Primary stability includes everything from slow flight to accelerated flight modes
as well as pilot-induced airfoil distortions such a front-riser input.
This being said, the feeling of an airlock parachute in bumpy air is distinctly
different from that of conventional designs. Since the air pressure maintaining the
shape of the wing is relatively constant in an airlock parachute, the wing tends to
distort and move around less than “open-cell” designs. This is very noticeable when
flying in turbulence, during which an airlocked wing generally does not encounter
significant spanwise oscillations, also called the “accordion-effect”.
The bottom line in primary stability is, however, “does the canopy stay at the end
of the lines?” Some parachutes clearly do not, regardless of whether or not they have
airlocks. If you pull on the front risers on a canopy that has sufficiently long
brake lines and it bucks wildly or the leading edge bends under, it has bad primary
stability, at least in that configuration. In other words, you can’t just sew
airlocks into any parachute and expect it to be better in every way. It’s not that
“Secondary Stability” is the term that can be applied to how a parachute responds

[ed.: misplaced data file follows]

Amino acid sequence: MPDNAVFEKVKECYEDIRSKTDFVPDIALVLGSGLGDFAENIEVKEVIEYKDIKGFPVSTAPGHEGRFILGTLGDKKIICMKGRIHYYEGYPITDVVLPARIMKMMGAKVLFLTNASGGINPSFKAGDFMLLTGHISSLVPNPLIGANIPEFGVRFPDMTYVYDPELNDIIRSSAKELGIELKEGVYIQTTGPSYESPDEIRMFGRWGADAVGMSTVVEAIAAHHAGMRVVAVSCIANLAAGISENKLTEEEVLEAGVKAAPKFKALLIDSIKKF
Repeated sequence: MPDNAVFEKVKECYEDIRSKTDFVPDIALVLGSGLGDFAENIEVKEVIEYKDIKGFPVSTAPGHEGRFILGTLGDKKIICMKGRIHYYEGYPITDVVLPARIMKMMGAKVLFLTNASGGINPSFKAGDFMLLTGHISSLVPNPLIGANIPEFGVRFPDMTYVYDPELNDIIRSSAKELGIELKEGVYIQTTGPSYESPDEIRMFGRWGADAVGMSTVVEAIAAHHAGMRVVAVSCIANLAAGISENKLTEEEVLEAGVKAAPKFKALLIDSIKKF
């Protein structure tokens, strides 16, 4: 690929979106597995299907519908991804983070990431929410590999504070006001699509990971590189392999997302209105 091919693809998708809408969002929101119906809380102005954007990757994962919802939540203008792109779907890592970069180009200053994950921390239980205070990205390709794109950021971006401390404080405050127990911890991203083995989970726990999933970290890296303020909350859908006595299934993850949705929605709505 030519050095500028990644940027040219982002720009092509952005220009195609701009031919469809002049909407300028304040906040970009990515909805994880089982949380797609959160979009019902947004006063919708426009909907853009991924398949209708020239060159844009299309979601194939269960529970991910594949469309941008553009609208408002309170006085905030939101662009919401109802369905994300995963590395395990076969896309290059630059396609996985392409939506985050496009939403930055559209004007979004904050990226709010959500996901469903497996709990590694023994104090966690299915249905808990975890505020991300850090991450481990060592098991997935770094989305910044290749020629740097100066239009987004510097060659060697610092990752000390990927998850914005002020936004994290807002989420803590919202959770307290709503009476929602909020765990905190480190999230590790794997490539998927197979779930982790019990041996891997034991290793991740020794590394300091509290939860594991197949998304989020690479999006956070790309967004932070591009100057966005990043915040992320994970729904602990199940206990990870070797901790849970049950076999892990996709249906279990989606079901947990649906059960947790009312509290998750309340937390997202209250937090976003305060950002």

to catastrophic situations such as a bent wing or full-frontal collapse. In some
situations, properly designed airlock parachutes can make a difference, keeping the
wing inflated and ready to resume stable flight. If, however, the unstable air is
encountered very close to the ground, airlocks may not be enough. In fact, one must
realize, there are atmospheric circumstances in which a metal wing may not be enough.
The philosophy of the valved parachute design is that a wing that has air in it can
reduce the risks of total surface area loss, but not eliminate the possibility of
serious injury. Sometimes no amount of preparation or technology is enough.
Several limitations are handed to the parachute designer that other aeronautical
engineers need not consider. One such challenge concerns the suspension lines. Your
suspension system is flexible, allowing for line-twists and line-slack. A canopy
locked into an asymmetric configuration will most certainly exhibit an extreme spiral
accompanied by a rapid loss of altitude. Line-slack due to improper pitch-control or
aggressive maneuvering can also create unknown variables that can lead to accidents.